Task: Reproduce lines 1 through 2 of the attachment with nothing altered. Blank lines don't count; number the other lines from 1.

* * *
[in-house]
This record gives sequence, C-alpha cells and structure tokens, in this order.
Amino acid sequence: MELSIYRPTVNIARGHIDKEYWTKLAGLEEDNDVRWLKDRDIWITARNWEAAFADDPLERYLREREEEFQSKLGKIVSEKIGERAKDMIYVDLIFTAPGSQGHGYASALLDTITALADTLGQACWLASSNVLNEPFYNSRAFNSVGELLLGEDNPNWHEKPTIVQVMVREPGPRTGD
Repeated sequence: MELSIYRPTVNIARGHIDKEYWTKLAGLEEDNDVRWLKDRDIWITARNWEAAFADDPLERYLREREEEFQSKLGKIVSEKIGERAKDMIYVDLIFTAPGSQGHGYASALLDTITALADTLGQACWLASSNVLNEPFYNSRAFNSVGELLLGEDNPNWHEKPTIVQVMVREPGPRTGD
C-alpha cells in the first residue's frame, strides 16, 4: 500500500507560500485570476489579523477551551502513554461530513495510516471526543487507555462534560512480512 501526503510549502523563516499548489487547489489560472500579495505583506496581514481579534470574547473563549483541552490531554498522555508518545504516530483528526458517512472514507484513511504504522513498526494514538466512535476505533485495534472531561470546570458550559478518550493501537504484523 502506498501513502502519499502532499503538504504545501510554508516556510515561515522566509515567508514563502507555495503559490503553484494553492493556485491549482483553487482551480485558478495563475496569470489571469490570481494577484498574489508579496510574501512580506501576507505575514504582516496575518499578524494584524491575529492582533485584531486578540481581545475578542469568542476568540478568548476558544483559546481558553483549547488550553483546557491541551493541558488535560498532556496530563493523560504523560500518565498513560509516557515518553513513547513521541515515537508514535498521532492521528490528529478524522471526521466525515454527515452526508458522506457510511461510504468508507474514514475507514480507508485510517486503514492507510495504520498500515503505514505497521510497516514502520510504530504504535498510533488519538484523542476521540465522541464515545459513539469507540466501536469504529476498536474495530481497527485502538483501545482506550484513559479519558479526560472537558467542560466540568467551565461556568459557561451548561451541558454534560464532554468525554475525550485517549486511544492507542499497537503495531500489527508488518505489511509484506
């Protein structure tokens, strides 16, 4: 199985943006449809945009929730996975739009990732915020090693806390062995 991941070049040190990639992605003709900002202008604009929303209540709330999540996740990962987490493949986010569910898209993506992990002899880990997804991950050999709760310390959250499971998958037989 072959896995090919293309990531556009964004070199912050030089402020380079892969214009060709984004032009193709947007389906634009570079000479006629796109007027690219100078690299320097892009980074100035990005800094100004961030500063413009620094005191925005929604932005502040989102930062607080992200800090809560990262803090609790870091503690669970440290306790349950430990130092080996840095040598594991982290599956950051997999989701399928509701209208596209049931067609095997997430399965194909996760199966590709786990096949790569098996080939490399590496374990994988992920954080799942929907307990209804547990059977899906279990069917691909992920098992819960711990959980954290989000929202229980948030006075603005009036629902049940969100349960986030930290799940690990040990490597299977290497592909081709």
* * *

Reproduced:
[in-house]
This record gives sequence, C-alpha cells and structure tokens, in this order.